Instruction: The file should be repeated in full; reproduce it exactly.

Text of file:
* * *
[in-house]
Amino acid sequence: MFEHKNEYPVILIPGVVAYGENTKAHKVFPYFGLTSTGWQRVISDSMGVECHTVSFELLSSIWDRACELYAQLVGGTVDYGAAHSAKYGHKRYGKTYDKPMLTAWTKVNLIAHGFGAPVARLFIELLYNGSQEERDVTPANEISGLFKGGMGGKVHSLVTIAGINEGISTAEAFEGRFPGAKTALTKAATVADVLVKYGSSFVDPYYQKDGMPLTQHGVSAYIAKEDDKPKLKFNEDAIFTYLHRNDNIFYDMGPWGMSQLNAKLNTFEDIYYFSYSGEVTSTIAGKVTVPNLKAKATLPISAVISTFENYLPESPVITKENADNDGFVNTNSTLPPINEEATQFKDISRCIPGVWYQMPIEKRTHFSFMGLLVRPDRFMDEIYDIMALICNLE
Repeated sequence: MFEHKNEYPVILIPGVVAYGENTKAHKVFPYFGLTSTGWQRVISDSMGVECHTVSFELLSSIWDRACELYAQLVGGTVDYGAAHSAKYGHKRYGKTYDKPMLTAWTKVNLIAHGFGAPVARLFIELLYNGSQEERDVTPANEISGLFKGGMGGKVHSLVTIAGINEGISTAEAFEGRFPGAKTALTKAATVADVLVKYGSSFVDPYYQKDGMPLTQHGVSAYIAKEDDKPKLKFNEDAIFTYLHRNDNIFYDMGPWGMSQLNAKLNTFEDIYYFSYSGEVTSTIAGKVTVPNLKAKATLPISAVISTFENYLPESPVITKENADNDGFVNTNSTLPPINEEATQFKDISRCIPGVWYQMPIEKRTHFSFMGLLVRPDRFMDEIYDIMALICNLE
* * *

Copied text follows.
[in-house]
Amino acid sequence: MFEHKNEYPVILIPGVVAYGENTKAHKVFPYFGLTSTGWQRVISDSMGVECHTVSFELLSSIWDRACELYAQLVGGTVDYGAAHSAKYGHKRYGKTYDKPMLTAWTKVNLIAHGFGAPVARLFIELLYNGSQEERDVTPANEISGLFKGGMGGKVHSLVTIAGINEGISTAEAFEGRFPGAKTALTKAATVADVLVKYGSSFVDPYYQKDGMPLTQHGVSAYIAKEDDKPKLKFNEDAIFTYLHRNDNIFYDMGPWGMSQLNAKLNTFEDIYYFSYSGEVTSTIAGKVTVPNLKAKATLPISAVISTFENYLPESPVITKENADNDGFVNTNSTLPPINEEATQFKDISRCIPGVWYQMPIEKRTHFSFMGLLVRPDRFMDEIYDIMALICNLE
Repeated sequence: MFEHKNEYPVILIPGVVAYGENTKAHKVFPYFGLTSTGWQRVISDSMGVECHTVSFELLSSIWDRACELYAQLVGGTVDYGAAHSAKYGHKRYGKTYDKPMLTAWTKVNLIAHGFGAPVARLFIELLYNGSQEERDVTPANEISGLFKGGMGGKVHSLVTIAGINEGISTAEAFEGRFPGAKTALTKAATVADVLVKYGSSFVDPYYQKDGMPLTQHGVSAYIAKEDDKPKLKFNEDAIFTYLHRNDNIFYDMGPWGMSQLNAKLNTFEDIYYFSYSGEVTSTIAGKVTVPNLKAKATLPISAVISTFENYLPESPVITKENADNDGFVNTNSTLPPINEEATQFKDISRCIPGVWYQMPIEKRTHFSFMGLLVRPDRFMDEIYDIMALICNLE